Ridgway Considers Vowel Movement

(Dallas Creek) The Town of Ridgway may lose substantial funding if it does not comply with federal guidelines on vowel usage. The spelling of the town, actually named for an obscure railroad official who spelled his name Ridgway, will have to adhere to uniform guidelines as established by Congress, or jeopardize continued highway and civic financing.

Many visitors would be much more comfortable spelling Ridgway with an e (while butchering Ouray with a variety of digraphs and diphthongs) which could solve the problem for everyone. Of corpse, amid the rampant growth there are a few old timers who would like to keep things the same as they once were. They will be deported if they create problems.

“Most of the newcomers think they’re in suburban Telluride anyway and we don’t expect any backlash,” said Olivia Tinkleholland, an executive spelling specialist from back east. “I’ve won over 4000 spelling bees since the first grade and in every match the audience barely exhibited attention to detail.”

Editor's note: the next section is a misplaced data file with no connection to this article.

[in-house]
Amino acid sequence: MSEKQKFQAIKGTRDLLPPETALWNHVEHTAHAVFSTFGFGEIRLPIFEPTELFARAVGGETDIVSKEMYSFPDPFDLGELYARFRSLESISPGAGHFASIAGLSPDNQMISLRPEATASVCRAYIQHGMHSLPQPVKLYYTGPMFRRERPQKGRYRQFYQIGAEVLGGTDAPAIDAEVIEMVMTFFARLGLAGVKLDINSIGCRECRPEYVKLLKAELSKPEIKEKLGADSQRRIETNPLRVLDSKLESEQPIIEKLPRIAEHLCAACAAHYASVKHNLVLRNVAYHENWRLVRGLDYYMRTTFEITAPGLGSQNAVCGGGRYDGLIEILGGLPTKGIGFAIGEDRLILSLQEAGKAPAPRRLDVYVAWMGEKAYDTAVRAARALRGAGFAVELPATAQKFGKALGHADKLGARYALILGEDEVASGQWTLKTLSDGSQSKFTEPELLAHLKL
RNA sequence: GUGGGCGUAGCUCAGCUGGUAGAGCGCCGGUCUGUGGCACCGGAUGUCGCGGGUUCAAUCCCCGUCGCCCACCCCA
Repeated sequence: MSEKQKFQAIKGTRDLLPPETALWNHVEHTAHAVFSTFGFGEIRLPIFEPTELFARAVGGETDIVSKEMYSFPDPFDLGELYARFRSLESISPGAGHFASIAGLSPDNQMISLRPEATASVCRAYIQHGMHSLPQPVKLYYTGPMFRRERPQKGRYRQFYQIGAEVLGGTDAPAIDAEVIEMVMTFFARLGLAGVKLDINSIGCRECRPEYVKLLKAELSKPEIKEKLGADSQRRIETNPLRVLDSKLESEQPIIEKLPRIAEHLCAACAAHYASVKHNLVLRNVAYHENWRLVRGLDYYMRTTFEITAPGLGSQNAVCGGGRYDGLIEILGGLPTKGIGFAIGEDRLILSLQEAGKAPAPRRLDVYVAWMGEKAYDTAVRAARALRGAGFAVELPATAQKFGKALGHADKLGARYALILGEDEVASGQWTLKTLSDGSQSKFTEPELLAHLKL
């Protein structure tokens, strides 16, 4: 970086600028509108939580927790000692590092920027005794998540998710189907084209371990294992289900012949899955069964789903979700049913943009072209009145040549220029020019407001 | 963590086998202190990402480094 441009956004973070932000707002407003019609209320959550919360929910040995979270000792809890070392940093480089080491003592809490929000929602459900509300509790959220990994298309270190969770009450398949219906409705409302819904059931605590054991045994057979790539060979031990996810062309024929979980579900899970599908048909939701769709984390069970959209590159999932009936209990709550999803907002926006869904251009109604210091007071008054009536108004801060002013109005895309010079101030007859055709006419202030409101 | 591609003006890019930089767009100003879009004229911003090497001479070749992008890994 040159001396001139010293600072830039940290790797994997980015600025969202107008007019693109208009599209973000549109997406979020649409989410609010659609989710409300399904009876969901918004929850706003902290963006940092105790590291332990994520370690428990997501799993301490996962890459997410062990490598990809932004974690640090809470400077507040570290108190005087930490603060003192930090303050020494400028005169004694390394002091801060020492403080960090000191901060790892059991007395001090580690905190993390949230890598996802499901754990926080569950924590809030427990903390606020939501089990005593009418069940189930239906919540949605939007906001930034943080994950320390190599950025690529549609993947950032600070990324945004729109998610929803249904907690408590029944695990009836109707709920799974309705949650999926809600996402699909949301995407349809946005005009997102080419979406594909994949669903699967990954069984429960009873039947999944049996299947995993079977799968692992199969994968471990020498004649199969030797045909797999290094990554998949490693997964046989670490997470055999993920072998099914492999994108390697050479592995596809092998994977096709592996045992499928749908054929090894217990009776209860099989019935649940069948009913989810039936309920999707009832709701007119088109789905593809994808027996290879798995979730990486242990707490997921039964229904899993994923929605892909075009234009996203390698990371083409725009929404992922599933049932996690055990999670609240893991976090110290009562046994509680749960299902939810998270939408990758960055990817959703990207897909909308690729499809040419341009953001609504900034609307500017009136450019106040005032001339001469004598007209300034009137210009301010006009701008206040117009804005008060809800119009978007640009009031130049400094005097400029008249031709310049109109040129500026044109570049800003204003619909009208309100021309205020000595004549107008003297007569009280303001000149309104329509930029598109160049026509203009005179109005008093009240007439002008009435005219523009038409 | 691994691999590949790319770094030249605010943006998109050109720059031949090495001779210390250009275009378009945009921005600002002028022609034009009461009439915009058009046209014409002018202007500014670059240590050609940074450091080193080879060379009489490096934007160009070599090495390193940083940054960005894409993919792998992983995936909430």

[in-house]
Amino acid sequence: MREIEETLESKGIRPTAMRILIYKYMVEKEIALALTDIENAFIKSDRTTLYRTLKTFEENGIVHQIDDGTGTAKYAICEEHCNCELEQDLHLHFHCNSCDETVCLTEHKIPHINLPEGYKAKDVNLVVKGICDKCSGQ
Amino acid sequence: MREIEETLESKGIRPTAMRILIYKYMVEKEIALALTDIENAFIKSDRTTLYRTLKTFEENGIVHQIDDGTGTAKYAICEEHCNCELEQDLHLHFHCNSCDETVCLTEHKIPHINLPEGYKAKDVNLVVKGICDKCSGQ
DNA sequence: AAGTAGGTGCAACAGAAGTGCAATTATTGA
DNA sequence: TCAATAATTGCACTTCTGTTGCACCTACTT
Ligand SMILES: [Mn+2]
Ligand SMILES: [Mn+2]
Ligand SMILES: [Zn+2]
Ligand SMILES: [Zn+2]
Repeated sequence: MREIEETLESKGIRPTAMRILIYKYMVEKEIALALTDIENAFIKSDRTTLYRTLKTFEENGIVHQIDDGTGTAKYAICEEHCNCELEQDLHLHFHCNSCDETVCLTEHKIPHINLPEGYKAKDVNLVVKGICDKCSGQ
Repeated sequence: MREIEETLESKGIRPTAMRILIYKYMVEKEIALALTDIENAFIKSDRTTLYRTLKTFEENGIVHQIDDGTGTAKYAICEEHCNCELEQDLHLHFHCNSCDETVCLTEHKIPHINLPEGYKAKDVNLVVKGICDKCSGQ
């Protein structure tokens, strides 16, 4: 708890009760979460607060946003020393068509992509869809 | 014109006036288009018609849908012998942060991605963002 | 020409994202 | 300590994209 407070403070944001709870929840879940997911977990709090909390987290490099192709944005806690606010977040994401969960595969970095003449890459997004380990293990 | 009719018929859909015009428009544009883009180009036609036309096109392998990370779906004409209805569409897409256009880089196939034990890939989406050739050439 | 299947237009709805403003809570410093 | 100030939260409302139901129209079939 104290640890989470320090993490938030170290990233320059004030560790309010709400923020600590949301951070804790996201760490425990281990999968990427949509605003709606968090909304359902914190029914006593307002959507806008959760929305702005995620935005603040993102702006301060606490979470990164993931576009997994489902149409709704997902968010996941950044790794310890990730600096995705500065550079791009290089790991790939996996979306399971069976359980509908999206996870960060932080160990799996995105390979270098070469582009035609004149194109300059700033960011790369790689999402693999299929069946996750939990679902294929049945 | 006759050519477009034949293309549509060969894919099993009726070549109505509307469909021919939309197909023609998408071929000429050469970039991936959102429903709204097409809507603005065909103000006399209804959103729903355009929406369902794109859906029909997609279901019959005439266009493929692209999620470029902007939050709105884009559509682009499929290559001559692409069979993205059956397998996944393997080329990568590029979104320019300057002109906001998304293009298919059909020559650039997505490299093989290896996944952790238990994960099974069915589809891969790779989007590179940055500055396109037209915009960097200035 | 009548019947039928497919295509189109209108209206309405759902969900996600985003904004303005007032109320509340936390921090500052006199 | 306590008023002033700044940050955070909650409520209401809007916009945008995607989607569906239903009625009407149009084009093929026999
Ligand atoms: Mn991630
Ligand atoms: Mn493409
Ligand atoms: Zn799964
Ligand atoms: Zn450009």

Sources within the Department of Homeland Security slammed earlier reports that the Ute translation of the word Ridgeway means literally “place of ridges” saying instead that the spelling Ridgway is roughly translated as “that white guy that drives the train”.

“Now who’s gonna argue with an entire nation?” asked one senate hopeful on his rounds in Colona. “Talk about politically incorrect! I am 1% Native American and

Ridgway has until January 15 to become Ridgeway. Despite the potential loss of hundreds of dollars there is a grass roots movement brewing that calls for the secession of the entire Uncompahgre valley from the Mexico or current resident.

“We’ve had a lot of interest from other communities wanting to join our little confederacy too,” said Hempmorgan Smythe, a gentleman farmer from Pleasant Valley. “I like all this revolutionary fervor,” he smiled raising his fist to the sky. “My only real problem with restructuring society is that is that I’m quite rich and I don’t cotton to sharing my pile. But who knows,” he laughed, “before long we’ll all be holding tea parties, wearing perukes and rationalizing slavery just like our founding fathers.”

– Dag Katz

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